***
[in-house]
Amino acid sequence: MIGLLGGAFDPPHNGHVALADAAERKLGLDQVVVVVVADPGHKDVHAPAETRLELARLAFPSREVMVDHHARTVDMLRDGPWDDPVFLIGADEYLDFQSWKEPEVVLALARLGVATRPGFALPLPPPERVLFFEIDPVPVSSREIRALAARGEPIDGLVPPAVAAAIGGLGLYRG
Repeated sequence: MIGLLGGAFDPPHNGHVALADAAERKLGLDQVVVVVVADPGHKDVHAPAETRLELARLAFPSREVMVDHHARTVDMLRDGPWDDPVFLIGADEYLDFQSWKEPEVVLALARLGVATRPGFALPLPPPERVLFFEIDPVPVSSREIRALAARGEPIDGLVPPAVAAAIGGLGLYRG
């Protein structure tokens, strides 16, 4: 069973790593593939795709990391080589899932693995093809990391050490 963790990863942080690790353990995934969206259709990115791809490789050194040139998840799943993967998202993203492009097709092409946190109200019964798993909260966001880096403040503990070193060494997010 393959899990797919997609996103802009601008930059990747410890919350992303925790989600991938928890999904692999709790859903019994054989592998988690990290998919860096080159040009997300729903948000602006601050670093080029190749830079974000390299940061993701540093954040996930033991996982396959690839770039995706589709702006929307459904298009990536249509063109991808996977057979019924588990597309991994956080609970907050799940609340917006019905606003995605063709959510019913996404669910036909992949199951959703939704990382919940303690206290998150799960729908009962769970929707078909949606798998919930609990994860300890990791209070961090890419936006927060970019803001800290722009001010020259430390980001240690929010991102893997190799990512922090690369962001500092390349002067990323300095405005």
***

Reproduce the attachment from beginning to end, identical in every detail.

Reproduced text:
[in-house]
Amino acid sequence: MIGLLGGAFDPPHNGHVALADAAERKLGLDQVVVVVVADPGHKDVHAPAETRLELARLAFPSREVMVDHHARTVDMLRDGPWDDPVFLIGADEYLDFQSWKEPEVVLALARLGVATRPGFALPLPPPERVLFFEIDPVPVSSREIRALAARGEPIDGLVPPAVAAAIGGLGLYRG
Repeated sequence: MIGLLGGAFDPPHNGHVALADAAERKLGLDQVVVVVVADPGHKDVHAPAETRLELARLAFPSREVMVDHHARTVDMLRDGPWDDPVFLIGADEYLDFQSWKEPEVVLALARLGVATRPGFALPLPPPERVLFFEIDPVPVSSREIRALAARGEPIDGLVPPAVAAAIGGLGLYRG
């Protein structure tokens, strides 16, 4: 069973790593593939795709990391080589899932693995093809990391050490 963790990863942080690790353990995934969206259709990115791809490789050194040139998840799943993967998202993203492009097709092409946190109200019964798993909260966001880096403040503990070193060494997010 393959899990797919997609996103802009601008930059990747410890919350992303925790989600991938928890999904692999709790859903019994054989592998988690990290998919860096080159040009997300729903948000602006601050670093080029190749830079974000390299940061993701540093954040996930033991996982396959690839770039995706589709702006929307459904298009990536249509063109991808996977057979019924588990597309991994956080609970907050799940609340917006019905606003995605063709959510019913996404669910036909992949199951959703939704990382919940303690206290998150799960729908009962769970929707078909949606798998919930609990994860300890990791209070961090890419936006927060970019803001800290722009001010020259430390980001240690929010991102893997190799990512922090690369962001500092390349002067990323300095405005």